Medicines

Top 5 list of interventions not-to-do


The Haematology Society of Australia and New Zealand has published its top 5 list of ‘do-not-do’ interventions and practices.

The list was published as part of the EVOLVE program,  a physician-led initiative that encourages each medical specialty to think about the clinical circumstances in which some of their practices – whether medical tests, procedures or interventions – should have their indications or value questioned and discussed by physicians.

HSANZ’s top 5 list of low value interventions and practices:

  1. Do not conduct thrombophilia testing in adult patients under the age of 50 years ​unless the first episode of venous thromboembolism (VTE): occurs in the absence of major transient risk factors (surgery, trauma, immobility); or, occurs in the absence of oestrogen-provocation; or, occurs at an unusual site.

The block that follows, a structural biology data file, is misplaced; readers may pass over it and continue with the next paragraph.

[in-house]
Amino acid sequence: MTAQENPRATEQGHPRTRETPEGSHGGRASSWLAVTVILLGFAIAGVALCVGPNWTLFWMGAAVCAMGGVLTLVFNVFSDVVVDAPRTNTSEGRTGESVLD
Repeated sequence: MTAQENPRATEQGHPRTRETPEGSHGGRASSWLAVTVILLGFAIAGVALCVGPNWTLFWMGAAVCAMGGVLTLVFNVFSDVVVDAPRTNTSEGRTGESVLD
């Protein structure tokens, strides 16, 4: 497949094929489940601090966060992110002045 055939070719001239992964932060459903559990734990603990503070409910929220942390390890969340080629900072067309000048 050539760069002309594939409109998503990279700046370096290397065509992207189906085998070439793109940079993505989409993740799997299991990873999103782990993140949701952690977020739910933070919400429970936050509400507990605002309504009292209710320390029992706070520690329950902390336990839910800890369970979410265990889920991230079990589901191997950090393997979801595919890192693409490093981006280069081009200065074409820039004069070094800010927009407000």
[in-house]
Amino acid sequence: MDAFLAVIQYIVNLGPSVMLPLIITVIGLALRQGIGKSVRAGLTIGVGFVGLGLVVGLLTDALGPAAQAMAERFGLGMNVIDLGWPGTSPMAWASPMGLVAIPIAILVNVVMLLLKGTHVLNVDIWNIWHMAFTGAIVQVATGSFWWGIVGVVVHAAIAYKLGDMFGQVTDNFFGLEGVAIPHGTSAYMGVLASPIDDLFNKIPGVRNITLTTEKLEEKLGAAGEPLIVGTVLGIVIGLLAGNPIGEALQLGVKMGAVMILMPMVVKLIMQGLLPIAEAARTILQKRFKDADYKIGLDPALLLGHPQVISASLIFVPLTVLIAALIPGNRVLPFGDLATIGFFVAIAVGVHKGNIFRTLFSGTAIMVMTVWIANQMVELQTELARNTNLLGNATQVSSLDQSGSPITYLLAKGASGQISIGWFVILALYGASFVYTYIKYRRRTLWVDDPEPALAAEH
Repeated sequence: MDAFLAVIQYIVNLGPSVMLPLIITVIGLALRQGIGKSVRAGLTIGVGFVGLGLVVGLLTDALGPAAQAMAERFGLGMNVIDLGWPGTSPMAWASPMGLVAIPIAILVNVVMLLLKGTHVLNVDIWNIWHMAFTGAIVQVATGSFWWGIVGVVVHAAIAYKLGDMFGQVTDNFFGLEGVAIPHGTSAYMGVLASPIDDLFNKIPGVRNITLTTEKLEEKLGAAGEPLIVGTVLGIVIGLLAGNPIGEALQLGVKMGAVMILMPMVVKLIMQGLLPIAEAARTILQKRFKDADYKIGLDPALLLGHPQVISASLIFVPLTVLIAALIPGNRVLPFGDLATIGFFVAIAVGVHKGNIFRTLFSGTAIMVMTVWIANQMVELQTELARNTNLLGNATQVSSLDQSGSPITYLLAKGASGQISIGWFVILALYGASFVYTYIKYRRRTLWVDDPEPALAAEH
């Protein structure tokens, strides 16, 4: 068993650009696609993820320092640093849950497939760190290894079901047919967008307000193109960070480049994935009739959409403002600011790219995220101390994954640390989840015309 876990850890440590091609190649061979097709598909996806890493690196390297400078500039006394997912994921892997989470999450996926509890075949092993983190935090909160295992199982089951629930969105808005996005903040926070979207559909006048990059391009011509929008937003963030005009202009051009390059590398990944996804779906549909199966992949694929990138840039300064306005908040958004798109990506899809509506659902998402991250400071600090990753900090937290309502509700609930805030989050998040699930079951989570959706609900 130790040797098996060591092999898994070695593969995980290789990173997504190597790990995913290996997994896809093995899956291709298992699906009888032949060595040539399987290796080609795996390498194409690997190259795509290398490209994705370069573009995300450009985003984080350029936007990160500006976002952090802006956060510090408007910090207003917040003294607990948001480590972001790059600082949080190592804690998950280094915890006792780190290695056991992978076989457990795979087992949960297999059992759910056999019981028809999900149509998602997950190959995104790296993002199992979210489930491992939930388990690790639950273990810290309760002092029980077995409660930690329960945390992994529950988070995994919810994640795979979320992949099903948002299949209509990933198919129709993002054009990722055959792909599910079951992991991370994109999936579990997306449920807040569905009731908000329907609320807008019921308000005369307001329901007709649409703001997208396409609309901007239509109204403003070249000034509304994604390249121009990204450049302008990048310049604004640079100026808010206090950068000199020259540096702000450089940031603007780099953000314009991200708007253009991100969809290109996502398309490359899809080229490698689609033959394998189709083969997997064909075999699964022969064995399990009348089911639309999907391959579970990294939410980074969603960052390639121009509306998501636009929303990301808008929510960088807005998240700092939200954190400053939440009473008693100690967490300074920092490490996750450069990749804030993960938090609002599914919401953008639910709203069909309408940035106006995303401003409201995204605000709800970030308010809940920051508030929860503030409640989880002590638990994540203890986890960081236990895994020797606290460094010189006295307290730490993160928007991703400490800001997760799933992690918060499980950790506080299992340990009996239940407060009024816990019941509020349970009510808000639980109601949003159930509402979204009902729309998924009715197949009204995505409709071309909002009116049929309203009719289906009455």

1. Limit surveillance computed tomography (CT) scans in asymptomatic patients with confirmed complete remission following curative intent treatment for aggressive lymphoma – except for patients on a clinical trial
  1. Do not extend anticoagulation beyond 3 months for a patient with a nonextensive, index venous thromboembolic event (VTE), which occurred in the setting of a major, transient risk factor
  1. Do not perform baseline or routine surveillance CT scans or bone marrow biopsy in patients with asymptomatic early stage chronic lymphocytic leukaemia (CLL).
  2. Do not treat patients with immune thrombocytopenic purpura (ITP) in the absence of bleeding or a platelet count <30,000/L without risk factors for bleeding.

 

 

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